Home Resources How to Get Rid of Brown Recluse Spiders in 10 Easy Steps

How to Get Rid of Brown Recluse Spiders in 10 Easy Steps

How to Get Rid of Brown Recluse Spiders in 10 Easy Steps

Most spiders are harmless and you shouldn’t be worried about them, but there are a few that can be harmful to your health. This includes the brown recluse spider. Thus, if you have these in your home, you are probably wondering how to get rid of brown recluse spiders.

​What Are Brown Recluse Spiders?

Brown recluse spiders are arachnids that can be found in the south central and Midwestern part of the U.S. More often than not, you won’t encounter a brown recluse outside of its native range, unless it has been transported there when you move or after being on vacation.

These spiders can vary in size, but with their legs extended, they are usually about the size of a U.S. quarter. Their coloration ranges from tan to dark brown, with the abdomen and legs being of uniform color. They don’t have any stripes, molting, or bands. One of the distinguishing features that you might notice on a brown recluse spider is the violin shape on its back. The neck of the violin points toward the rear of the spider.

A brown recluse spider has long, thin legs that lack spines, as well as a definitive eye pattern. They have a semi-circular arrangement of six eyes that are set into three groups of two. This is different from most other spiders, which have eight eyes. However, to see this feature, you’ll need a magnifying glass, and most people aren’t interested in getting that close to this spider to scrutinize the eyes.

Habitat and Behavior

When outside, brown recluse spiders live under rocks, woodpiles, logs, and debris. However, they have become well adapted to living indoors with humans. They can live through long winters in unheated basements and hot summers in the attic. They can also go for months without food or water.

Unlike other spiders, the brown recluse does not use a web to capture prey. It hunts at night and looks for both live and dead creatures to consume. It can be the prey item of other species of spiders, so it may be beneficial to allow these spiders to stay in your home when you are considering how to get rid of brown recluse spiders.

During the day, the brown recluse spider retreats to secluded, dark areas. These retreats are usually lined with irregular webbing and used to form their egg sacs. An adult female generally does not venture far from her retreat, while males and younger spiders have a tendency to venture far and wide, including into shoes, clothing, and even bedding.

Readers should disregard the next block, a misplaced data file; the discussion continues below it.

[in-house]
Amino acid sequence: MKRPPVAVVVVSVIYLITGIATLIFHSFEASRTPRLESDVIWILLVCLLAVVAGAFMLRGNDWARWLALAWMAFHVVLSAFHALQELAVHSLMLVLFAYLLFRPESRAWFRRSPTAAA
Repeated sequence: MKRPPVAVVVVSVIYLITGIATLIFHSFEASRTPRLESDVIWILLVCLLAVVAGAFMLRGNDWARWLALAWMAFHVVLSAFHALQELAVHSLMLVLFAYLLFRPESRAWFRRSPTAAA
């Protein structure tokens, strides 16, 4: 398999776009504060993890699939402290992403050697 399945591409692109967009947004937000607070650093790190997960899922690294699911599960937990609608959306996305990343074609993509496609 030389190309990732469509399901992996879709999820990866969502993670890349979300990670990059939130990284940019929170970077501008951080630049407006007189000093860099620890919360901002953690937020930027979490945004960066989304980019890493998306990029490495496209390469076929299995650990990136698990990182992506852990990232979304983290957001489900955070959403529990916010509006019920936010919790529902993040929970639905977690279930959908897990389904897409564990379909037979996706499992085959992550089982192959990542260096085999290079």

If you happen to see a brown recluse out during the day crawling on a wall or across the floor, they are more than likely hungry and looking for something to eat. Other factors that will have them out during this time include pesticides and overcrowding.

The eggs sacs of these spiders contain 40 to 50 eggs, and after the spiders emerge, they will molt five to eight times before they are officially adults. If you think you might have an infestation in your home, then finding the molts, which are incredibly distinctive, can confirm this suspicion.

Prey Items of Brown Recluse Spiders

When the brown recluse heads out to hunt, it is generally looking for cockroaches, crickets, firebrats, and other crawling insects. It may also go after ants and other spiders. When it finds a live prey item that it wants to eat, it will lunge for it and bite, injecting its venom into the prey. It will then retreat and let the venom do its work.

After the prey has become paralyzed, the spider comes back to eat it. If there are no live prey items in the area, it will also scavenge for dead insects that it can consume.

Places Brown Recluse Spiders Like to Hide

When you are trying to figure out how to get rid of brown recluse spiders, it’s helpful to know where they like to hide. They can be found in wall/floor junctures, crevices, and corners. They can also be found behind stored items and clutter. They may also find places to hide behind walls or in the voids of concrete block foundations.

Many times, if they are in your garage, attic, crawl space, or basement, they will be in joists, rolled insulation, and sills and rafters. If you have boxes or other items that have been stored for an extended period of time, you may also find brown recluses hiding in these areas.

Brown recluse spiders have also been found behind baseboards, within ducts and registers, and above suspended ceilings. In essence, if the space gets dark and is secluded, you can assume that a brown recluse spider will find it an ideal place to hang out.

Is There a Need for Getting Rid of Brown Recluse Spiders?